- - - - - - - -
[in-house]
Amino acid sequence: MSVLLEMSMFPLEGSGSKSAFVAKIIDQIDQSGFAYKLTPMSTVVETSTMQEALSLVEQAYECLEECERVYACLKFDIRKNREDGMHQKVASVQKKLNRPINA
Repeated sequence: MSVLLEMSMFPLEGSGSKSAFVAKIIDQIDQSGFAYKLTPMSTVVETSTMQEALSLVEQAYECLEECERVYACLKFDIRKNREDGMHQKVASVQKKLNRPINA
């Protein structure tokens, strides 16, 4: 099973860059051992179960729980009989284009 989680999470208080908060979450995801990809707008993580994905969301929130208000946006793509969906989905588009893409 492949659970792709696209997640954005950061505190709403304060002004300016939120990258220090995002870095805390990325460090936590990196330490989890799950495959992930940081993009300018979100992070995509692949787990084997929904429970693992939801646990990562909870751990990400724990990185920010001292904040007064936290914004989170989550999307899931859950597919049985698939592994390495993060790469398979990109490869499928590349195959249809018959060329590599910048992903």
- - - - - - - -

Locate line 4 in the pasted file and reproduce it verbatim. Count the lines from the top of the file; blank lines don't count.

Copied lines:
């Protein structure tokens, strides 16, 4: 099973860059051992179960729980009989284009 989680999470208080908060979450995801990809707008993580994905969301929130208000946006793509969906989905588009893409 492949659970792709696209997640954005950061505190709403304060002004300016939120990258220090995002870095805390990325460090936590990196330490989890799950495959992930940081993009300018979100992070995509692949787990084997929904429970693992939801646990990562909870751990990400724990990185920010001292904040007064936290914004989170989550999307899931859950597919049985698939592994390495993060790469398979990109490869499928590349195959249809018959060329590599910048992903």